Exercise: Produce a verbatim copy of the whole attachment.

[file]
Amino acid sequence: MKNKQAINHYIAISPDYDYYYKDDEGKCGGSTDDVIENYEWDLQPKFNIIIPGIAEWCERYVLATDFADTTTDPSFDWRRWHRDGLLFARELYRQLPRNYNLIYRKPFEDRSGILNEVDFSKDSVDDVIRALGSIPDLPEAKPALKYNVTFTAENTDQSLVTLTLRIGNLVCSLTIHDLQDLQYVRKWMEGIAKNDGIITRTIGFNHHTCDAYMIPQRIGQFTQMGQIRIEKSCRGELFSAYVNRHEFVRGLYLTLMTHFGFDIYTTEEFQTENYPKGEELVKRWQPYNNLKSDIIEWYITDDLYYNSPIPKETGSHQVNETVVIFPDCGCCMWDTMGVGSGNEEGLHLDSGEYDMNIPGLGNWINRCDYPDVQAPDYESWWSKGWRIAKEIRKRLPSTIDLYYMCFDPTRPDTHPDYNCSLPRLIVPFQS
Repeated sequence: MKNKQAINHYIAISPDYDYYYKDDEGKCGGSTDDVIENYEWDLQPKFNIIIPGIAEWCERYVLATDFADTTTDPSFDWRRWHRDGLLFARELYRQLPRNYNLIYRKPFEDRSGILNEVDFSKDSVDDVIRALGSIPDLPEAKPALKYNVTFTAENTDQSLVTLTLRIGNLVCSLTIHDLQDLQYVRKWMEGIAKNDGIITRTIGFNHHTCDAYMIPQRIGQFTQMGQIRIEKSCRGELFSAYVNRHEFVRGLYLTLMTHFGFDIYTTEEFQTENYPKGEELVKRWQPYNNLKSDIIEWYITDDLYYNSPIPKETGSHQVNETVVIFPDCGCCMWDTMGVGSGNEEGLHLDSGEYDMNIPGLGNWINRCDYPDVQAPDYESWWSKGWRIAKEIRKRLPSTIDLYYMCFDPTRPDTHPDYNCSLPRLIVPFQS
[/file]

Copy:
Amino acid sequence: MKNKQAINHYIAISPDYDYYYKDDEGKCGGSTDDVIENYEWDLQPKFNIIIPGIAEWCERYVLATDFADTTTDPSFDWRRWHRDGLLFARELYRQLPRNYNLIYRKPFEDRSGILNEVDFSKDSVDDVIRALGSIPDLPEAKPALKYNVTFTAENTDQSLVTLTLRIGNLVCSLTIHDLQDLQYVRKWMEGIAKNDGIITRTIGFNHHTCDAYMIPQRIGQFTQMGQIRIEKSCRGELFSAYVNRHEFVRGLYLTLMTHFGFDIYTTEEFQTENYPKGEELVKRWQPYNNLKSDIIEWYITDDLYYNSPIPKETGSHQVNETVVIFPDCGCCMWDTMGVGSGNEEGLHLDSGEYDMNIPGLGNWINRCDYPDVQAPDYESWWSKGWRIAKEIRKRLPSTIDLYYMCFDPTRPDTHPDYNCSLPRLIVPFQS
Repeated sequence: MKNKQAINHYIAISPDYDYYYKDDEGKCGGSTDDVIENYEWDLQPKFNIIIPGIAEWCERYVLATDFADTTTDPSFDWRRWHRDGLLFARELYRQLPRNYNLIYRKPFEDRSGILNEVDFSKDSVDDVIRALGSIPDLPEAKPALKYNVTFTAENTDQSLVTLTLRIGNLVCSLTIHDLQDLQYVRKWMEGIAKNDGIITRTIGFNHHTCDAYMIPQRIGQFTQMGQIRIEKSCRGELFSAYVNRHEFVRGLYLTLMTHFGFDIYTTEEFQTENYPKGEELVKRWQPYNNLKSDIIEWYITDDLYYNSPIPKETGSHQVNETVVIFPDCGCCMWDTMGVGSGNEEGLHLDSGEYDMNIPGLGNWINRCDYPDVQAPDYESWWSKGWRIAKEIRKRLPSTIDLYYMCFDPTRPDTHPDYNCSLPRLIVPFQS